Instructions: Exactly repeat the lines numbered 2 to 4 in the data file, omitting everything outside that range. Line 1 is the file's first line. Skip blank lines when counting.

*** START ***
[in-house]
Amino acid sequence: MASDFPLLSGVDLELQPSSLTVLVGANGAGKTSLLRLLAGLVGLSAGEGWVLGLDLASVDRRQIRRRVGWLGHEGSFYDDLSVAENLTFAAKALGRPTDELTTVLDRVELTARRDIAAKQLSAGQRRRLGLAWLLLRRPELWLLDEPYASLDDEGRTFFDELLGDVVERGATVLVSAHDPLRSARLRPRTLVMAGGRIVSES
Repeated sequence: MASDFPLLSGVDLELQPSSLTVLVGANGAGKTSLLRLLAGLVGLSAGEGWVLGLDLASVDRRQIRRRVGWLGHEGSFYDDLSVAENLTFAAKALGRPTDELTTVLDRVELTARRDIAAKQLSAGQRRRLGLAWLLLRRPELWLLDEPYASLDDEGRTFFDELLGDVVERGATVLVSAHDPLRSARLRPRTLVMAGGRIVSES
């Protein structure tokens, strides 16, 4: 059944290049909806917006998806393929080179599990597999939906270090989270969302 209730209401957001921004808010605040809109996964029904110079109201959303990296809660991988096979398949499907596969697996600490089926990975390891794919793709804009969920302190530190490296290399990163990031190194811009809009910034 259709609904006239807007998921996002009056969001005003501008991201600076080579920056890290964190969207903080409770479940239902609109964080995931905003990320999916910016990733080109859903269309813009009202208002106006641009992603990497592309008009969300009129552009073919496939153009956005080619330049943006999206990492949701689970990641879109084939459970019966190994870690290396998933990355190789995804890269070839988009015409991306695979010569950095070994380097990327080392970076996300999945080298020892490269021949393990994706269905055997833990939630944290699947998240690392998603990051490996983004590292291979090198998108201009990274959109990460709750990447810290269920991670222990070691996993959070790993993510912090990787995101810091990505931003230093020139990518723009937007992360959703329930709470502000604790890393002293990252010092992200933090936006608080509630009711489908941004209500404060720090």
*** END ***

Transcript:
Amino acid sequence: MASDFPLLSGVDLELQPSSLTVLVGANGAGKTSLLRLLAGLVGLSAGEGWVLGLDLASVDRRQIRRRVGWLGHEGSFYDDLSVAENLTFAAKALGRPTDELTTVLDRVELTARRDIAAKQLSAGQRRRLGLAWLLLRRPELWLLDEPYASLDDEGRTFFDELLGDVVERGATVLVSAHDPLRSARLRPRTLVMAGGRIVSES
Repeated sequence: MASDFPLLSGVDLELQPSSLTVLVGANGAGKTSLLRLLAGLVGLSAGEGWVLGLDLASVDRRQIRRRVGWLGHEGSFYDDLSVAENLTFAAKALGRPTDELTTVLDRVELTARRDIAAKQLSAGQRRRLGLAWLLLRRPELWLLDEPYASLDDEGRTFFDELLGDVVERGATVLVSAHDPLRSARLRPRTLVMAGGRIVSES
């Protein structure tokens, strides 16, 4: 059944290049909806917006998806393929080179599990597999939906270090989270969302 209730209401957001921004808010605040809109996964029904110079109201959303990296809660991988096979398949499907596969697996600490089926990975390891794919793709804009969920302190530190490296290399990163990031190194811009809009910034 259709609904006239807007998921996002009056969001005003501008991201600076080579920056890290964190969207903080409770479940239902609109964080995931905003990320999916910016990733080109859903269309813009009202208002106006641009992603990497592309008009969300009129552009073919496939153009956005080619330049943006999206990492949701689970990641879109084939459970019966190994870690290396998933990355190789995804890269070839988009015409991306695979010569950095070994380097990327080392970076996300999945080298020892490269021949393990994706269905055997833990939630944290699947998240690392998603990051490996983004590292291979090198998108201009990274959109990460709750990447810290269920991670222990070691996993959070790993993510912090990787995101810091990505931003230093020139990518723009937007992360959703329930709470502000604790890393002293990252010092992200933090936006608080509630009711489908941004209500404060720090």